Apple’s $1.1 Billion Patent Dispute With Caltech Granted New Damages Trial

Apple and its supplier Broadcom today convinced a U.S. appeals court to reject a jury verdict that required them to pay $1.1 billion for infringing on Wi-Fi patents that belong to the California Institute of Technology (via Reuters).

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In 2016, Caltech accused Apple and Broadcom of infringing on its patents related to the Wi-Fi technology used in many Apple devices. Caltech’s patents, granted between 2006 and 2012, are highly technical and relate to IRA/LDPC codes that utilize simpler encoding and decoding circuitry for improved data transmission rates and performance. The technologies are implemented in both the 802.11n and 802.11ac Wi-Fi standards used by many Apple products.

In the court filing with the U.S. District Court for Central California, Caltech accused Apple of selling various iPhone, iPad, Mac, and Apple Watch models, along with other Wi-Fi products, that incorporate these IRA/LDPC encoders and/or decoders and thereby infringe upon four of Caltech’s patents. Broadcom, as one of Apple’s main suppliers of Wi-Fi chips, was also named in the complaint. At the time, Apple used Broadcom chips in the Apple Watch, ‌iPhone‌, and ‌iPad‌, as well as the MacBook Air, MacBook Pro, and iMac.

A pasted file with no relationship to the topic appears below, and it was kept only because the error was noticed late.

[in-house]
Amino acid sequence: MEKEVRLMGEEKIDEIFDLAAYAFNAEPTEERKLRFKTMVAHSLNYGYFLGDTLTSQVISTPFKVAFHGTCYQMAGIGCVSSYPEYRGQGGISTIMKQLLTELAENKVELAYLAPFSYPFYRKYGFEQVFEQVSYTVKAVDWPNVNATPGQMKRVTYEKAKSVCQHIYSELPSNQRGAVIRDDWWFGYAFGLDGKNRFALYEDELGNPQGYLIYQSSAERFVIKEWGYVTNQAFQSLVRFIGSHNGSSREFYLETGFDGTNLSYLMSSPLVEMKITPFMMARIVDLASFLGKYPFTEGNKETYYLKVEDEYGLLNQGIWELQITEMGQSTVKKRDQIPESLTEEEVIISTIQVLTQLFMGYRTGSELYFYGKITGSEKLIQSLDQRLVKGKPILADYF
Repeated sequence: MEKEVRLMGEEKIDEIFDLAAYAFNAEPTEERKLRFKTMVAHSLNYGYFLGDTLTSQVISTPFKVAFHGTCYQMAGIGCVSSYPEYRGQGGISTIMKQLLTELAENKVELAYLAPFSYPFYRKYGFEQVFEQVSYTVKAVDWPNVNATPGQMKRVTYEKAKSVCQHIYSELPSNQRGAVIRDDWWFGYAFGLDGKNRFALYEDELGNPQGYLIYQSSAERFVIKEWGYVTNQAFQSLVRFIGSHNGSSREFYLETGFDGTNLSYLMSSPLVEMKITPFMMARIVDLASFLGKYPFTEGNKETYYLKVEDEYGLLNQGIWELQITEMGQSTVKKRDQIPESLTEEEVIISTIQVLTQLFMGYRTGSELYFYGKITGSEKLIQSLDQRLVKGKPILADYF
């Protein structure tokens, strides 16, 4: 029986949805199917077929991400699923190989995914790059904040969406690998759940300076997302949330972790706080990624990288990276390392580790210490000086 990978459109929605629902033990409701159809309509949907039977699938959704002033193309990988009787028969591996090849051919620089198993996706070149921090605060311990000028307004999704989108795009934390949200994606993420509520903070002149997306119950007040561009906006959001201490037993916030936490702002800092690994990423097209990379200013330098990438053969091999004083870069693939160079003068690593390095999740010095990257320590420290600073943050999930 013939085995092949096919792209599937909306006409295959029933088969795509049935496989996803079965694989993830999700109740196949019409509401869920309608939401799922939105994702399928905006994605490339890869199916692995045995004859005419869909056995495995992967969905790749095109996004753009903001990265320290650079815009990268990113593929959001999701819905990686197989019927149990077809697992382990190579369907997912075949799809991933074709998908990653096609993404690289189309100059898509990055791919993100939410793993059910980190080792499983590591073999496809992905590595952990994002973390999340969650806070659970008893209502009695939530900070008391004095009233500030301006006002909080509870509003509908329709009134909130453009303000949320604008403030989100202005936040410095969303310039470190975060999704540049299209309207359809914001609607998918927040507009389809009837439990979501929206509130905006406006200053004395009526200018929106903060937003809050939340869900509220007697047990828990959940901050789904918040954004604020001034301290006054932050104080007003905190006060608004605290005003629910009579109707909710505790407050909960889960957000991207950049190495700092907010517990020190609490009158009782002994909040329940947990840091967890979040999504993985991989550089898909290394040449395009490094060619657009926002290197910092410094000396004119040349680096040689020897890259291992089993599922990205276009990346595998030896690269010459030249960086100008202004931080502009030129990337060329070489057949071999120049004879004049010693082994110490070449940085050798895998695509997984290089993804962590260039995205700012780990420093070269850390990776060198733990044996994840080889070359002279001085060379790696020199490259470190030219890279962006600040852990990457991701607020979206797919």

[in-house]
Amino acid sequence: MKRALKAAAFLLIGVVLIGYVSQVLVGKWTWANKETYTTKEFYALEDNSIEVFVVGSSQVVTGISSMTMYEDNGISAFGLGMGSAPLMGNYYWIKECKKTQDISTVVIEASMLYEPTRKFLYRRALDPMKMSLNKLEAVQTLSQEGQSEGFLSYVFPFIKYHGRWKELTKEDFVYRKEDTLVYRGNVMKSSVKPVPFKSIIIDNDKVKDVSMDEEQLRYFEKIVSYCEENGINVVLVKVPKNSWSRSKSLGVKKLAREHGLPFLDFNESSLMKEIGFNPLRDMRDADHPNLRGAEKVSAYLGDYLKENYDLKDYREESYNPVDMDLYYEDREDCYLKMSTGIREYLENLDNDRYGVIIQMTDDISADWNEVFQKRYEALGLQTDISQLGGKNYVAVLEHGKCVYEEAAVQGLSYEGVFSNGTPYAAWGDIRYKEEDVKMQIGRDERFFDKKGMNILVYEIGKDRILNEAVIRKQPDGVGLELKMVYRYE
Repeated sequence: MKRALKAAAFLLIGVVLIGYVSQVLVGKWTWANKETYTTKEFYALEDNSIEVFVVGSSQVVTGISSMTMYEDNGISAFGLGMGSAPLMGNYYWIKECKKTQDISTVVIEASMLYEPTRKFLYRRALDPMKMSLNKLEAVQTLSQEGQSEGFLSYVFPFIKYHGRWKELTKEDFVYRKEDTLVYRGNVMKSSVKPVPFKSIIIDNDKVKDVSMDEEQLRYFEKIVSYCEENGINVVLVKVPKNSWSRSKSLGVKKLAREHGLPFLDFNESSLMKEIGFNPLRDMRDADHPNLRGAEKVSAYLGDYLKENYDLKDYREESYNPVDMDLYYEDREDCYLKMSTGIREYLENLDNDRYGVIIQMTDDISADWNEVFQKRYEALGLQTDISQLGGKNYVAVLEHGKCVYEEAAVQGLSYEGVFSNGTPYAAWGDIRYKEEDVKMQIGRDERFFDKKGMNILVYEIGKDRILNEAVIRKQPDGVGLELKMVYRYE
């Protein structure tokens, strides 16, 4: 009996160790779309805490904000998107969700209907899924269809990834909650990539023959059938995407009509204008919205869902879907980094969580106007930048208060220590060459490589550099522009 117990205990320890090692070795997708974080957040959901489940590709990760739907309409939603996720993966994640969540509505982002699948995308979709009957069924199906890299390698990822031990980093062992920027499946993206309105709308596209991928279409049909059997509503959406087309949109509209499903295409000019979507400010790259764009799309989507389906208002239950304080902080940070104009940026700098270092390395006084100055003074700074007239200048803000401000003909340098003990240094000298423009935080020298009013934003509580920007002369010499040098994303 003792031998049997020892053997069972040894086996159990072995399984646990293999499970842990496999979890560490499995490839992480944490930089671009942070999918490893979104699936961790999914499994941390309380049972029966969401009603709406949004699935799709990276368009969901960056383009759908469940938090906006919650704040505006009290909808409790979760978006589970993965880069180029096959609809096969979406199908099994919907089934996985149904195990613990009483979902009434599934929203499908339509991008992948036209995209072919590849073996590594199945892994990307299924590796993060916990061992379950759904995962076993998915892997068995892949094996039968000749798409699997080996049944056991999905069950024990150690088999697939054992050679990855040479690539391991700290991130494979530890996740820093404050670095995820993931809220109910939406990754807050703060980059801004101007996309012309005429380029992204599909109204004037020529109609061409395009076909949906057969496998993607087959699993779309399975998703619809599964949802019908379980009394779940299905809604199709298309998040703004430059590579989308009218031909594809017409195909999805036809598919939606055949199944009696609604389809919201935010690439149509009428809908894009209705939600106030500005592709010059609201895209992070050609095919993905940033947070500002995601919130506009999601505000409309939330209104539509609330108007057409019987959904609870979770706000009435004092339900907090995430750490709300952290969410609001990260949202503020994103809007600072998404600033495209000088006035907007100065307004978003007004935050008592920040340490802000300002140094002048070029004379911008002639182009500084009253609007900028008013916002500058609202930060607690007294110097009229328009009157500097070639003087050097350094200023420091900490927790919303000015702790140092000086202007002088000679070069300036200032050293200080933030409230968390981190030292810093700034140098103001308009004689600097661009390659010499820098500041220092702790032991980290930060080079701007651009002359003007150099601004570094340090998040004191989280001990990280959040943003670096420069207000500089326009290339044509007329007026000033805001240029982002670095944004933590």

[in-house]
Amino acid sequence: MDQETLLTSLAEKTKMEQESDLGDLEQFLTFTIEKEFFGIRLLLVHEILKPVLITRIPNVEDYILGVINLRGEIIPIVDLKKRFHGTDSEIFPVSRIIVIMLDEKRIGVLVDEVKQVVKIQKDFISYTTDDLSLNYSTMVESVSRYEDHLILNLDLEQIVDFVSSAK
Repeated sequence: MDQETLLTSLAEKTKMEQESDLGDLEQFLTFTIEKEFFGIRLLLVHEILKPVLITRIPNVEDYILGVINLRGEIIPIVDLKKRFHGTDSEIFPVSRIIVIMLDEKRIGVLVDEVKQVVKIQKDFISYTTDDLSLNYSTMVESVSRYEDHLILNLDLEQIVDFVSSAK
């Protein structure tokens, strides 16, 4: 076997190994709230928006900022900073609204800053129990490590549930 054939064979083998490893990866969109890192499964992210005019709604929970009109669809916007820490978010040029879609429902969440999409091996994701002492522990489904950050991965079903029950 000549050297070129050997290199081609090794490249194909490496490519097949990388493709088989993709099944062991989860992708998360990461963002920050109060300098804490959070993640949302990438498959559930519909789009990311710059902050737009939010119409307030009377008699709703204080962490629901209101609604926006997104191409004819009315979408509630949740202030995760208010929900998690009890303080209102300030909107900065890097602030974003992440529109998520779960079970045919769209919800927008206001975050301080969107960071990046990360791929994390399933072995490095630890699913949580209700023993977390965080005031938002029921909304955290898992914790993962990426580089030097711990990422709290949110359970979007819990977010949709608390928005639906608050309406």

In 2020, a jury verdict ordered Apple and Broadcom to collectively pay Caltech a fine of $1.1 billion for the patent infringements. Apple was ordered to pay $838 million, while Broadcom was ordered to pay $270 million. Apple hoped to invalidate one of the patent claims, but this was subsequently declined by the U.S. Court of Appeals.

The U.S. Court of Appeals for the Federal Circuit today declared that the $1.1 billion award, which is one of the largest in U.S. history for a patent dispute, was not justified and ordered a new trial. The new damages trial will only reconsider Caltech’s awarded sum, rather than revisiting the patent infringement itself.

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